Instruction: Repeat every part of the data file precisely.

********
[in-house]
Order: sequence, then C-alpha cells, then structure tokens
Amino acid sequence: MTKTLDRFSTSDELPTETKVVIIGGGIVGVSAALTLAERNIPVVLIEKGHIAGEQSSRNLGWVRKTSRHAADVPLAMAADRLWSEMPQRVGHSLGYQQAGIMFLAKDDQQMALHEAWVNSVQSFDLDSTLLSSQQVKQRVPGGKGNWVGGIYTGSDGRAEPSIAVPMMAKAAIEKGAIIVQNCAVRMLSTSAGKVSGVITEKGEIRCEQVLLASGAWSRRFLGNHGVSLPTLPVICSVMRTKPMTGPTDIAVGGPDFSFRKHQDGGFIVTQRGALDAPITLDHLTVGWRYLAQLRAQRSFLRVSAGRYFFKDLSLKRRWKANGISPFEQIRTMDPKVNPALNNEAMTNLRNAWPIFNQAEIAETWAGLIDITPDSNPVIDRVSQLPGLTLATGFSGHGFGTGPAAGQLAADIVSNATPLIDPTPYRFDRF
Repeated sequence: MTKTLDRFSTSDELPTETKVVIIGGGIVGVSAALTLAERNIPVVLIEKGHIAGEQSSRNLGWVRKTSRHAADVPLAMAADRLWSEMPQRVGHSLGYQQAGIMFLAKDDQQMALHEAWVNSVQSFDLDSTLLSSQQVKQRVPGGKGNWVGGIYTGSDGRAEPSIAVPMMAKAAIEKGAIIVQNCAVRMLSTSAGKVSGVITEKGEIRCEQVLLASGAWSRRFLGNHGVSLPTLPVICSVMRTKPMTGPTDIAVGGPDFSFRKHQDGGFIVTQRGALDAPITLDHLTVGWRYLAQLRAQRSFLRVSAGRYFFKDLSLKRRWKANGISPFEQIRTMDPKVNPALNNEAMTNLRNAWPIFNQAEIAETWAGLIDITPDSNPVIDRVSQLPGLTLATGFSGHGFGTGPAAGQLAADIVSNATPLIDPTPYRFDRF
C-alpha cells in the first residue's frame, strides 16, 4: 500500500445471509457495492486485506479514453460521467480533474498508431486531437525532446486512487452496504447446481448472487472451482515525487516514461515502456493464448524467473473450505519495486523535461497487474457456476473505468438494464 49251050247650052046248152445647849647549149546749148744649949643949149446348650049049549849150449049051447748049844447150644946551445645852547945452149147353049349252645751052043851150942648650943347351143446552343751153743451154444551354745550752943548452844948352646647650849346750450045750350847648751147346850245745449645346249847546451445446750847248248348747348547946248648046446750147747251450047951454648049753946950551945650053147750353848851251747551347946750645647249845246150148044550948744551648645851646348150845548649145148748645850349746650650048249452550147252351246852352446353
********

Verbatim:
[in-house]
Order: sequence, then C-alpha cells, then structure tokens
Amino acid sequence: MTKTLDRFSTSDELPTETKVVIIGGGIVGVSAALTLAERNIPVVLIEKGHIAGEQSSRNLGWVRKTSRHAADVPLAMAADRLWSEMPQRVGHSLGYQQAGIMFLAKDDQQMALHEAWVNSVQSFDLDSTLLSSQQVKQRVPGGKGNWVGGIYTGSDGRAEPSIAVPMMAKAAIEKGAIIVQNCAVRMLSTSAGKVSGVITEKGEIRCEQVLLASGAWSRRFLGNHGVSLPTLPVICSVMRTKPMTGPTDIAVGGPDFSFRKHQDGGFIVTQRGALDAPITLDHLTVGWRYLAQLRAQRSFLRVSAGRYFFKDLSLKRRWKANGISPFEQIRTMDPKVNPALNNEAMTNLRNAWPIFNQAEIAETWAGLIDITPDSNPVIDRVSQLPGLTLATGFSGHGFGTGPAAGQLAADIVSNATPLIDPTPYRFDRF
Repeated sequence: MTKTLDRFSTSDELPTETKVVIIGGGIVGVSAALTLAERNIPVVLIEKGHIAGEQSSRNLGWVRKTSRHAADVPLAMAADRLWSEMPQRVGHSLGYQQAGIMFLAKDDQQMALHEAWVNSVQSFDLDSTLLSSQQVKQRVPGGKGNWVGGIYTGSDGRAEPSIAVPMMAKAAIEKGAIIVQNCAVRMLSTSAGKVSGVITEKGEIRCEQVLLASGAWSRRFLGNHGVSLPTLPVICSVMRTKPMTGPTDIAVGGPDFSFRKHQDGGFIVTQRGALDAPITLDHLTVGWRYLAQLRAQRSFLRVSAGRYFFKDLSLKRRWKANGISPFEQIRTMDPKVNPALNNEAMTNLRNAWPIFNQAEIAETWAGLIDITPDSNPVIDRVSQLPGLTLATGFSGHGFGTGPAAGQLAADIVSNATPLIDPTPYRFDRF
C-alpha cells in the first residue's frame, strides 16, 4: 500500500445471509457495492486485506479514453460521467480533474498508431486531437525532446486512487452496504447446481448472487472451482515525487516514461515502456493464448524467473473450505519495486523535461497487474457456476473505468438494464 49251050247650052046248152445647849647549149546749148744649949643949149446348650049049549849150449049051447748049844447150644946551445645852547945452149147353049349252645751052043851150942648650943347351143446552343751153743451154444551354745550752943548452844948352646647650849346750450045750350847648751147346850245745449645346249847546451445446750847248248348747348547946248648046446750147747251450047951454648049753946950551945650053147750353848851251747551347946750645647249845246150148044550948744551648645851646348150845548649145148748645850349746650650048249452550147252351246852352446353